“What are you doing?” I hear a man ask, his footfalls coming to a stop behind me.
“Reaching out into the cobalt chasm,” I reply from behind my camera, taking the shot.
“Reaching out for what?” the man asks. His voice sounds lonely, searching for conversation with a stranger.
“Meaning, I suppose,”
“Meaning?” he asks. I can hear his smile.
“Yeah. My late father once told me that many people look to the sky for purpose,” I say with muffled words, the camera still covering my face as I lean back and turn my lens towards the sky’s meridian. “Maybe I can somehow capture it.”
The man clears his throat. “Meaning is a construct of the mind, my friend, not of a universe that lingers above those trees.”
I shrug my shoulders while looking through the viewfinder, adjusting the focal length on the lens to take in more of the sky. “Where else would you look for purpose?” I ask, noticing the sky growing darker, draining of color. I turn the camera to take a vertical photo. I capture the shot.
“The search for meaning elsewhere is a madness of the mind,” he says. “I’m Mr. Lem, by the way.”
I suddenly feel my feet leave the ground, and I pull the camera from my face for the first time. I’m now floating high above the trees as Mr. Lem, hands in his coat pockets with a shock of gray hair waving in the breeze, tilts his head back and watches me fall up into a sky that darkens into the color of space.
Mr. Lem continues: “Man has gone out to explore other worlds and other civilizations without having explored his own labyrinth of dark passages and secret chambers, and without finding what lies behind doorways that he himself has sealed.”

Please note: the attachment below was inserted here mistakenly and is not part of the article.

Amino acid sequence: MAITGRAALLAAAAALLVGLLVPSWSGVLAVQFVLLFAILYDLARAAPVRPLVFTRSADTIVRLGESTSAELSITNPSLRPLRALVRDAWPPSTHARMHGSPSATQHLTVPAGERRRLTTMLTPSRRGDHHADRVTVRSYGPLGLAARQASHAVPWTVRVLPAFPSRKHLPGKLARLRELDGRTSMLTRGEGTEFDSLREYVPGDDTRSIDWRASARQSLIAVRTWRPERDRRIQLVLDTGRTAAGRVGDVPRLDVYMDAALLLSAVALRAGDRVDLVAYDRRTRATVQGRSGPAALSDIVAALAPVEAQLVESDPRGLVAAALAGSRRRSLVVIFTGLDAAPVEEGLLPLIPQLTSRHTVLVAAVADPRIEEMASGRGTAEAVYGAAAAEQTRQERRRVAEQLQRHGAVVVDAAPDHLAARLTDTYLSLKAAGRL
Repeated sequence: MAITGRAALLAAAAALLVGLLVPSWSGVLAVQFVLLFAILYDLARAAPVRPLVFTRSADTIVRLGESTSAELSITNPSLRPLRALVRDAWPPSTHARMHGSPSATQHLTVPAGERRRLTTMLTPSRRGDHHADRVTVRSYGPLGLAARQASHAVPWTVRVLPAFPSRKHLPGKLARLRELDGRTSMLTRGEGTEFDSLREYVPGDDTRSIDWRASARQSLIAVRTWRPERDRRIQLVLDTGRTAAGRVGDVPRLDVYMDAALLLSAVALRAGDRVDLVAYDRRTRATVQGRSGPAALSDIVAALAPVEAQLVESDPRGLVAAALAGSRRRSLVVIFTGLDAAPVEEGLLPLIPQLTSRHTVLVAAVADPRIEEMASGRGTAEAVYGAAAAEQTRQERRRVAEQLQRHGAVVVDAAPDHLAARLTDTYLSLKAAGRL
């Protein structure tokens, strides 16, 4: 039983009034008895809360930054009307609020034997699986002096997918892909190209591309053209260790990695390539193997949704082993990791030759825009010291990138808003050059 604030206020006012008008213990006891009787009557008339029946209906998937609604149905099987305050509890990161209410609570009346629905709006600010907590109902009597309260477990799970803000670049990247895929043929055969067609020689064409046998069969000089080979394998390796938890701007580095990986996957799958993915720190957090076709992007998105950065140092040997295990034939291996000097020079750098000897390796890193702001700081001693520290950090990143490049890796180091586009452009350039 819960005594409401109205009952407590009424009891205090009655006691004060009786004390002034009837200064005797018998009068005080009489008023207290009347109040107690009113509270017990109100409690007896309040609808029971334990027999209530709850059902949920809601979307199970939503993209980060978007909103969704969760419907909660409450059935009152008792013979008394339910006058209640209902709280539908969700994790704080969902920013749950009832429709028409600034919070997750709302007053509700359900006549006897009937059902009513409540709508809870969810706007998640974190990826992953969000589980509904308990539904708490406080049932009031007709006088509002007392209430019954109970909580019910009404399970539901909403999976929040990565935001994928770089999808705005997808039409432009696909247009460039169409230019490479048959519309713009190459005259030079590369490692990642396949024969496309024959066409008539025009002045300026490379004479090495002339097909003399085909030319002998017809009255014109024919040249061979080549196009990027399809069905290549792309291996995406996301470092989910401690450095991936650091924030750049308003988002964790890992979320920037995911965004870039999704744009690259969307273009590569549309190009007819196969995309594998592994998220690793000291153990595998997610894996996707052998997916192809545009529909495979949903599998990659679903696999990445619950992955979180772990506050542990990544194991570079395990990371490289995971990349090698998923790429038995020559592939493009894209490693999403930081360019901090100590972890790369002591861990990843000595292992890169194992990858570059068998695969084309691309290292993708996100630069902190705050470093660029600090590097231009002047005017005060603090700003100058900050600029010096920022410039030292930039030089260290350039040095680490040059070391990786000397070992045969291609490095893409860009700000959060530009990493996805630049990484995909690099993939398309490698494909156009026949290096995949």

The Earth falls away beneath me as I float into the vast obsidian cosmos, camera in hand. I watch the sun shrink into the size of a pixel, then disappear into the black backdrop of the universe.
Swimming in this vast void, I try to capture a shot of the immense starscape that surrounds me, but there’s not enough light for the camera’s sensor, even at slower shutter speeds. I should have grabbed my tripod as I was leaving Earth.
But soon, burning bright against the void among the light of two orbiting stars, a planet bathed half in blue light and half in red light emerges from this sea of liquid black and deep silence.
“It’s called Solaris,” the voice of Mr. Lem tells me. “And it manifests what you think you seek.”
“It’s stunning,” I say as I float down to the surface of this distant planet, a small island in the middle of a vast ocean. I bring my camera to my eye and capture the shot.
This planet, covered mostly with a liquid I have yet to identify, speaks to me through my lens. Mr. Lem was clearly wrong, for I have found a bastion, a purpose far from my own planet full of dread and loss and death.
Or perhaps Solaris found me, both of us traveling alone through the vacuity of the universe.
I raise my camera for another shot, but notice someone approaching me. It’s not Lem.
I narrow my eyes. “Dad?” I ask, dropping the camera at my feet. He smiles at me as he gets closer
© Mike Yost
Novel excerpt and creative inspiration from Solaris by Stanisław Lem